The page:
During an immune response against a microbial pathogen, nave T lymphocytes that recognize the microbe must give rise to two distinct types of progeny. Effector cells serve to provide acute host defense, whereas memory cells provide the ability to mount rapid recall responses should the host re-encounter the pathogen. Prior studies have demonstrated that a single nave CD8+ T lymphocyte is capable of generating all of the diverse cellular fates necessary for an immune response. The process by which a single activated T lymphocyte yields effector- and memory-fated progeny, and the timing at which these differentiation pathways begin to diverge, however, remains unanswered. We have recently shown that a T lymphocyte can undergo asymmetric division to give rise to two daughter cells that are differentially fated toward the effector and memory lineages. The overall goals of the active parent R01 grant are to investigate the functional consequences of asymmetric CD8+ T cell division and to elucidate the mechanisms by which asymmetric division leads to specification of the effector and memory T cell fates. In this revision application, we propose to develop novel single cell approaches to define the transcriptomic and epigenetic roadmap of an individual CD8+ T lymphocyte as it differentiates in vivo in response to a microbial pathogen. Accomplishment of the aims proposed herein is likely to yield important insights into the fundamental mechanisms by which asymmetric division influences cell fate specification and function, and may help to provide a framework for the rational development of vaccines.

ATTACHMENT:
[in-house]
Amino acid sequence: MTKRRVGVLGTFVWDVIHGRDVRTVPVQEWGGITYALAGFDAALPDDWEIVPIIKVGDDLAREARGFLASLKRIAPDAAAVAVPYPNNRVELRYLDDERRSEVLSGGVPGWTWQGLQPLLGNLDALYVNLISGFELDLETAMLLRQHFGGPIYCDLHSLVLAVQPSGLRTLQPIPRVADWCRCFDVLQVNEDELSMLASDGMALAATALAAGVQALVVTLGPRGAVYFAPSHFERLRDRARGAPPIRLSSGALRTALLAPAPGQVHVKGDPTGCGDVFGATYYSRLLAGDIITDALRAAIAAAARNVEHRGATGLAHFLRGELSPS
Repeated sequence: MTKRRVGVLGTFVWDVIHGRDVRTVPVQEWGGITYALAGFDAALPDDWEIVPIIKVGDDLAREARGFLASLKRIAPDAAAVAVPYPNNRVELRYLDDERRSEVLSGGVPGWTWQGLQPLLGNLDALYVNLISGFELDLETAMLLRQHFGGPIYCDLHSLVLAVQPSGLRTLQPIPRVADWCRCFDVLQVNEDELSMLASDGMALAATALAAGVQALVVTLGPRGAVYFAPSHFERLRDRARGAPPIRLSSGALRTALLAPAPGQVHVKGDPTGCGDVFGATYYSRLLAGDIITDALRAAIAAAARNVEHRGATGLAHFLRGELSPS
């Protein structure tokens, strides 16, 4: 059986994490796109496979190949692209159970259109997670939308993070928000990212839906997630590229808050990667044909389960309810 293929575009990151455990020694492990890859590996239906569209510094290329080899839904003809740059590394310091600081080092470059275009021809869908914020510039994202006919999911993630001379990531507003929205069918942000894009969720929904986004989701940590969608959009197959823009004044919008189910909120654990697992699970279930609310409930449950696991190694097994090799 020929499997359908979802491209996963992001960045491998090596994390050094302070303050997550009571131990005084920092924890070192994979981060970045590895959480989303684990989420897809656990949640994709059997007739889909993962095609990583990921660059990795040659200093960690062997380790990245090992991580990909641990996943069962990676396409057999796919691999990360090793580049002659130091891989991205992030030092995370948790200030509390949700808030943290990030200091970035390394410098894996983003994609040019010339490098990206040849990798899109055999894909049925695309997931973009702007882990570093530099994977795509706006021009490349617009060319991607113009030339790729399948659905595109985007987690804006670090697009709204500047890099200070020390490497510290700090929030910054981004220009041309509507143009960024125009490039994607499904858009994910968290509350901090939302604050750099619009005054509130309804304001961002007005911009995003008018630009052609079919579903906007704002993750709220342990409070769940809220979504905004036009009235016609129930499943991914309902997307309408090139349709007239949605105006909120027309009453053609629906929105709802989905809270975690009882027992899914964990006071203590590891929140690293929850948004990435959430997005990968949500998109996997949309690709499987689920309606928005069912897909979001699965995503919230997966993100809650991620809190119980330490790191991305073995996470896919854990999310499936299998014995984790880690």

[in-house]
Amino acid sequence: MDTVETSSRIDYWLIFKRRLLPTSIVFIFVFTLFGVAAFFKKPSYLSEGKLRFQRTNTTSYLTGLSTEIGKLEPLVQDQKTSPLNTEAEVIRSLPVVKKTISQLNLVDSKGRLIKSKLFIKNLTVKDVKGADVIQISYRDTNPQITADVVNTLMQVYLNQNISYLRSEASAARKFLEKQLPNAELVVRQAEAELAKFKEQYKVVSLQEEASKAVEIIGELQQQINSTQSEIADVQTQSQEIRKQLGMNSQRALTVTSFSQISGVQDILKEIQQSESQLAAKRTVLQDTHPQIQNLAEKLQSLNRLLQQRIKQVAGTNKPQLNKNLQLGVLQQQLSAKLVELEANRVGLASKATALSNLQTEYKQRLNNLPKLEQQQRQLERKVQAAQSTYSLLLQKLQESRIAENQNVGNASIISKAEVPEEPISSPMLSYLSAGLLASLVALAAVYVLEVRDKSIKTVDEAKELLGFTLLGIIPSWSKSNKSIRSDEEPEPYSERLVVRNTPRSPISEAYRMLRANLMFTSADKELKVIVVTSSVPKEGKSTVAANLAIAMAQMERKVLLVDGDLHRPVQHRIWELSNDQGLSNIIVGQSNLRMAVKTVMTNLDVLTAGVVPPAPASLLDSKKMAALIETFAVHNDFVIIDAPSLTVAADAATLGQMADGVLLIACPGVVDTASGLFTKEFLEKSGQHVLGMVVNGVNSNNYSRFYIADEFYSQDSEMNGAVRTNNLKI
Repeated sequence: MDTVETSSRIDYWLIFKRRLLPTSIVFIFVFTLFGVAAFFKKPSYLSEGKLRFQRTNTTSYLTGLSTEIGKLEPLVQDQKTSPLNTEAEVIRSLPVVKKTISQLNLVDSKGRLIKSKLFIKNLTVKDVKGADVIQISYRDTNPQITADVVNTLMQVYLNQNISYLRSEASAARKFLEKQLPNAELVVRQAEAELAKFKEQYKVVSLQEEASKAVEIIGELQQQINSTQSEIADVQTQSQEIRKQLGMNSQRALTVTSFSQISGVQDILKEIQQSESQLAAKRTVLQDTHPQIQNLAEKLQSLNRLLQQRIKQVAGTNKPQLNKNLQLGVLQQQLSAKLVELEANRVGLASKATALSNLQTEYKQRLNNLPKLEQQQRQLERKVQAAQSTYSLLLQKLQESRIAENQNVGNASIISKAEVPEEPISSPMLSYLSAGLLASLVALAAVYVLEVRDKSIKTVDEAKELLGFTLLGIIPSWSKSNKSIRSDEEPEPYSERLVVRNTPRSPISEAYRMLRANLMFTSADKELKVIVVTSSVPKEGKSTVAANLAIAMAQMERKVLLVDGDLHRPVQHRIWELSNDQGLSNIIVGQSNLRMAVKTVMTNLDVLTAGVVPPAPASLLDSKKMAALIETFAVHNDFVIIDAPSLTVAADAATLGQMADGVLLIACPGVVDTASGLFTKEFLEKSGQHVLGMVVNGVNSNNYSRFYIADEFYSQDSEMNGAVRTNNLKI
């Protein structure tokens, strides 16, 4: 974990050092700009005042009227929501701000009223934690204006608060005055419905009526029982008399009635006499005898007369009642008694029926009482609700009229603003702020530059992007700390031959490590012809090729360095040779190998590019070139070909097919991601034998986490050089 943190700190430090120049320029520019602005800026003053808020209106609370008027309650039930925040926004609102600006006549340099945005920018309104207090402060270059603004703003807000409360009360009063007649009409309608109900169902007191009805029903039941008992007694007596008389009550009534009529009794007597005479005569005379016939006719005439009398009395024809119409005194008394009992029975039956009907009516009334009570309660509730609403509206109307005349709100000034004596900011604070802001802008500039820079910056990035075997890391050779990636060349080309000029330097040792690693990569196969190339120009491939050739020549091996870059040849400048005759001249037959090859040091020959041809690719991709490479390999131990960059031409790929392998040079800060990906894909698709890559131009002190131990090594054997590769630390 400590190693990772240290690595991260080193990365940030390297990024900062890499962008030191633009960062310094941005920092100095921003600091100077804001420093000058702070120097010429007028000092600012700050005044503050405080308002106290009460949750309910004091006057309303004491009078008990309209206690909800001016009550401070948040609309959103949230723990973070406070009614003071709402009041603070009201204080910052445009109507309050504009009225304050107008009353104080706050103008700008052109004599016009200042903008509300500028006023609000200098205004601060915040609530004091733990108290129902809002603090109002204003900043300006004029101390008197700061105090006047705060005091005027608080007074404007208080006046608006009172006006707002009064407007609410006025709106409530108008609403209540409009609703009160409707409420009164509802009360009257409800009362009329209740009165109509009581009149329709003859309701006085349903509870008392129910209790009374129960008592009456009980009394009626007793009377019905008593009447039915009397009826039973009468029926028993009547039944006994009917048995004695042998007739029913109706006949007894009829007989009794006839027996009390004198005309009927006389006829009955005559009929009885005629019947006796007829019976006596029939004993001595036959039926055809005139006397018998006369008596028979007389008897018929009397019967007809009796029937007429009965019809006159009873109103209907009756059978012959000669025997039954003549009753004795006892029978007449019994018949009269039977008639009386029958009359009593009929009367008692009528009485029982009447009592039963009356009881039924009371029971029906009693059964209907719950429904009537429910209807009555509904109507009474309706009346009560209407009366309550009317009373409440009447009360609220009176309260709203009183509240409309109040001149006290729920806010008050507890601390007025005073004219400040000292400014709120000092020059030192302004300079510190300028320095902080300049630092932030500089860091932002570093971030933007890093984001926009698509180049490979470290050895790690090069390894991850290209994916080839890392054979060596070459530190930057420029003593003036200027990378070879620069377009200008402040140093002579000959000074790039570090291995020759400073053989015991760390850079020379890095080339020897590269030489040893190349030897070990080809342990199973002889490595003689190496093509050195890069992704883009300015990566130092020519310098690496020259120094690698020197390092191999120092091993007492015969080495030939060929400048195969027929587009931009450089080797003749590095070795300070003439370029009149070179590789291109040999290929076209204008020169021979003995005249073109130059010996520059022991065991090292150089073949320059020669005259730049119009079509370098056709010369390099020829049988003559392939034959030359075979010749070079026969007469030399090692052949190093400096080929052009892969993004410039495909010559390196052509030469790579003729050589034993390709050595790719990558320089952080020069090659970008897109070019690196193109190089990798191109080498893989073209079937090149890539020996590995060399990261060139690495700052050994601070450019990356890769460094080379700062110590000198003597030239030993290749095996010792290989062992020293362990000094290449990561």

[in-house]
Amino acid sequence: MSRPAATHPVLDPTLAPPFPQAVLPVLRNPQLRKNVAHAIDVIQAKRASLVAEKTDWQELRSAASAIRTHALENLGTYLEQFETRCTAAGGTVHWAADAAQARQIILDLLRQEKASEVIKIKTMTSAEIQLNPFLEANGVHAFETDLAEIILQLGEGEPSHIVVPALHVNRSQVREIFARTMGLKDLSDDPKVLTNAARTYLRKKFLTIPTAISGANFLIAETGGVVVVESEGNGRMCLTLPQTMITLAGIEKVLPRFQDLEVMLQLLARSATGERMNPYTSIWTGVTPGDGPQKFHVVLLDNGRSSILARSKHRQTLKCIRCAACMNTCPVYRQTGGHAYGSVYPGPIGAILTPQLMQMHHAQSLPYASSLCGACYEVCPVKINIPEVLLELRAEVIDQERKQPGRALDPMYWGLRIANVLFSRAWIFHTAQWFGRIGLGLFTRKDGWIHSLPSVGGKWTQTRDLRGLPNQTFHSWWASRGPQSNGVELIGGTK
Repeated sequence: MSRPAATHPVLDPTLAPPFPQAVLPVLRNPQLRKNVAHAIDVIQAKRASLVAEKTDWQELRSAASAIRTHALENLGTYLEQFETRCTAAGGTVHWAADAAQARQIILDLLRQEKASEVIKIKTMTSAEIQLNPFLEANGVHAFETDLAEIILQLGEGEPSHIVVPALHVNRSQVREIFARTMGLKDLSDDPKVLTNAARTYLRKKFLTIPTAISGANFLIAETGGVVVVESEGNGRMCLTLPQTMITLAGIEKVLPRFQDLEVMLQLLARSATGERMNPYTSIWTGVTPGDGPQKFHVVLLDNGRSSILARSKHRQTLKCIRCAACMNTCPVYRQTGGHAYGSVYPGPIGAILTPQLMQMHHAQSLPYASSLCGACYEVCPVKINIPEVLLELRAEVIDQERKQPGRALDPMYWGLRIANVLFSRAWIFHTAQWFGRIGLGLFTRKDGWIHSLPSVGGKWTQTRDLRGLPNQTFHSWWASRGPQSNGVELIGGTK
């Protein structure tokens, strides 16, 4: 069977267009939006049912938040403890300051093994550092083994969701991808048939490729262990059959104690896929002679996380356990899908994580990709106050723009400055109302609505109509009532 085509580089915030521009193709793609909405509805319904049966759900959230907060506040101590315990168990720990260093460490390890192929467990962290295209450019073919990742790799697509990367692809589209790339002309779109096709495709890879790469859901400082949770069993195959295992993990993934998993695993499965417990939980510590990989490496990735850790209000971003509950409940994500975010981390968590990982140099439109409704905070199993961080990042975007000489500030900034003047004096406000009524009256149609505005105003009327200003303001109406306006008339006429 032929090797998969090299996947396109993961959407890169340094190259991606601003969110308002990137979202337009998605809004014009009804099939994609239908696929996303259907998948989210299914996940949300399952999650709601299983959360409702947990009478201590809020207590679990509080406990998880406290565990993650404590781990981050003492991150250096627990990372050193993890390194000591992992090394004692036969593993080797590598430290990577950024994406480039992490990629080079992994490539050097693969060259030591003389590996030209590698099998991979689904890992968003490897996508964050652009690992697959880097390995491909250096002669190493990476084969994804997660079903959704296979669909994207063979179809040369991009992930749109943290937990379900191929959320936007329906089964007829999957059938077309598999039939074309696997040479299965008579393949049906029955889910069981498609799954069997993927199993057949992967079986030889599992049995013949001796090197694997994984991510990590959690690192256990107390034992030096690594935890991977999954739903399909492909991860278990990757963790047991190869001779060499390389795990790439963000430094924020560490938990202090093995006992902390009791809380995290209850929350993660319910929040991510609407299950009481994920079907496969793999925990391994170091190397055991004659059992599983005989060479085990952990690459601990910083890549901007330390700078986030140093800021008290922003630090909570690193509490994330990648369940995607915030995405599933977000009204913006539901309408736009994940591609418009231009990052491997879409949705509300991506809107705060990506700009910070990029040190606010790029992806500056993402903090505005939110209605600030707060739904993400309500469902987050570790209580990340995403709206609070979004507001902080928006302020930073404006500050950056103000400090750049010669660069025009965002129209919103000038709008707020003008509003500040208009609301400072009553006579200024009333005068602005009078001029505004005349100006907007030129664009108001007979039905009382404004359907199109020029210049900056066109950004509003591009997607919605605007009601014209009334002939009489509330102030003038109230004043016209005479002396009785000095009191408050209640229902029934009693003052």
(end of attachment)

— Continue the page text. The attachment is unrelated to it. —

Effector and memory T lymphocytes are cells of the immune system that provide protection against microbes. Our goal is to understand how these cells are generated and how they function. We propose to use cutting-edge technologies that enable us to derive an enormous amount of genomic information from individual cells. These studies may help our efforts to improve vaccines.
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